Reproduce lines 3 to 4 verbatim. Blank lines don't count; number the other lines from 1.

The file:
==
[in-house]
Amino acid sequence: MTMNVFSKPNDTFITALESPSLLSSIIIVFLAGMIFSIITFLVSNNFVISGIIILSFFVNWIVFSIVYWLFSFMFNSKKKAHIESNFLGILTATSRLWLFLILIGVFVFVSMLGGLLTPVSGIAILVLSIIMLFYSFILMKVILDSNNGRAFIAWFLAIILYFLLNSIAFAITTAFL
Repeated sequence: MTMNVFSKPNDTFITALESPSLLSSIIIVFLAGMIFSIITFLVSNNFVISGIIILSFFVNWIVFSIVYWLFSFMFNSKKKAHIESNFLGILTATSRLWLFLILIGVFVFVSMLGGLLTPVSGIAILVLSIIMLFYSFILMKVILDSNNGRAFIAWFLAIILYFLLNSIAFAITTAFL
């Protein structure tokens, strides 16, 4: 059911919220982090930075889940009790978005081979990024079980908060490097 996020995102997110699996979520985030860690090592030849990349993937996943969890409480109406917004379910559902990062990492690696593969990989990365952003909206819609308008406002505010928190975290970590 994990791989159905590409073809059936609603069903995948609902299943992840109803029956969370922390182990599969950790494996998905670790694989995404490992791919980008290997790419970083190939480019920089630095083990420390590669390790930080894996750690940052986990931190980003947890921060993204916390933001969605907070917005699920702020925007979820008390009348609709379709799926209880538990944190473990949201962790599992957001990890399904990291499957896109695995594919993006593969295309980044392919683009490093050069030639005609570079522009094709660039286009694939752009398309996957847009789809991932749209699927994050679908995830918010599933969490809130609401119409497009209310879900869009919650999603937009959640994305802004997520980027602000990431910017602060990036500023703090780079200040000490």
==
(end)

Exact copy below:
Repeated sequence: MTMNVFSKPNDTFITALESPSLLSSIIIVFLAGMIFSIITFLVSNNFVISGIIILSFFVNWIVFSIVYWLFSFMFNSKKKAHIESNFLGILTATSRLWLFLILIGVFVFVSMLGGLLTPVSGIAILVLSIIMLFYSFILMKVILDSNNGRAFIAWFLAIILYFLLNSIAFAITTAFL
């Protein structure tokens, strides 16, 4: 059911919220982090930075889940009790978005081979990024079980908060490097 996020995102997110699996979520985030860690090592030849990349993937996943969890409480109406917004379910559902990062990492690696593969990989990365952003909206819609308008406002505010928190975290970590 994990791989159905590409073809059936609603069903995948609902299943992840109803029956969370922390182990599969950790494996998905670790694989995404490992791919980008290997790419970083190939480019920089630095083990420390590669390790930080894996750690940052986990931190980003947890921060993204916390933001969605907070917005699920702020925007979820008390009348609709379709799926209880538990944190473990949201962790599992957001990890399904990291499957896109695995594919993006593969295309980044392919683009490093050069030639005609570079522009094709660039286009694939752009398309996957847009789809991932749209699927994050679908995830918010599933969490809130609401119409497009209310879900869009919650999603937009959640994305802004997520980027602000990431910017602060990036500023703090780079200040000490």